Dealing With Children & Grief
Coping with the death of a loved one or friend is not easy at any age, but it is especially difficult to help children process the complex emotions that come along with the loss of someone close to them. While each individual child and case is different, here are a few tips to helping ease some of the sting of grief with children.
In children under the age of 8, it is important to help them understand death. Taking them to a wake of funeral service is a personal choice but even without attending a service it is important to explain to them that the person who passed away is no longer with them. If your family is religious, it’s often a good time to say that the person who passed away is “with God” or “in Heaven”. Encourage them to cry if they feel sad but if they do not feel sad, don’t force them into being more emotional: young children especially are not always emotional on the outside because they simply cannot process how complex such a loss can be.
For older children between 8 and 12, the rules for grief are a little different. Older children oftentimes understand more than you think and are not always as ready to express their emotions. They may project their sadness and grief as anger or aloofness, as inattentiveness or insomnia. Encourage your child to write or journal: it will offer them a safe and mostly private space to express themselves. Do occasionally ask to see that journal just in case those negative feelings are a little more than just grief over a lost loved one. Sometimes therapy is the best option for some older children, remind them that there is nothing wrong with seeing a professional. It is perfectly fine and that the therapist or grief counselor is there to help them.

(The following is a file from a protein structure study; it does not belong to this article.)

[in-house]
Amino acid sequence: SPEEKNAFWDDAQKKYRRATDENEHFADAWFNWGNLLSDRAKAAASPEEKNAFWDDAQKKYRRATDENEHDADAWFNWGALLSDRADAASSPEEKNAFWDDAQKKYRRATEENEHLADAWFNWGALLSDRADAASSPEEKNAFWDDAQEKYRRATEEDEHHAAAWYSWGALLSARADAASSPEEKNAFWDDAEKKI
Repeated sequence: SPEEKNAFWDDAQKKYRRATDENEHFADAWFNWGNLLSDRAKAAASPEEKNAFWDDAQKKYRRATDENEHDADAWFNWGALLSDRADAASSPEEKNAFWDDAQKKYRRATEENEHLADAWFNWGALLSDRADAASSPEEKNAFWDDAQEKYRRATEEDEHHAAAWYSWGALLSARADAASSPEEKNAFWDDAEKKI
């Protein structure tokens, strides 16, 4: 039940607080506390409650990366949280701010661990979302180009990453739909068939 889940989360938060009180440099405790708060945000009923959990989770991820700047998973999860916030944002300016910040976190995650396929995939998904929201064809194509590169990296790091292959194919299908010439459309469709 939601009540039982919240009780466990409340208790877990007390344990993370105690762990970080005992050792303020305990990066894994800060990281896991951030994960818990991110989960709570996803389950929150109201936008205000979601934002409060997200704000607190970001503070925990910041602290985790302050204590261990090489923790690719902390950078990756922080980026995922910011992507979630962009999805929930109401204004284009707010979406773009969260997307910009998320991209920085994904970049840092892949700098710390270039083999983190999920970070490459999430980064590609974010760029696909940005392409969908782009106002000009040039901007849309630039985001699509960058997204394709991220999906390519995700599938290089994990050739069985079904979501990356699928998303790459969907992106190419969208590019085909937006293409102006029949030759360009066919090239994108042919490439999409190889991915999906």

There are also a myriad of resources available to help with children and grief. There are plenty of books on the subject both for the child and for parents helping their child through grief. There are websites and blogs entirely dedicated to helping your child go through the grieving process.
Helping a child work through grief is vitally important to them working through the trauma of losing a loved one. We hope that these tips will help you and your family move through loss with grace.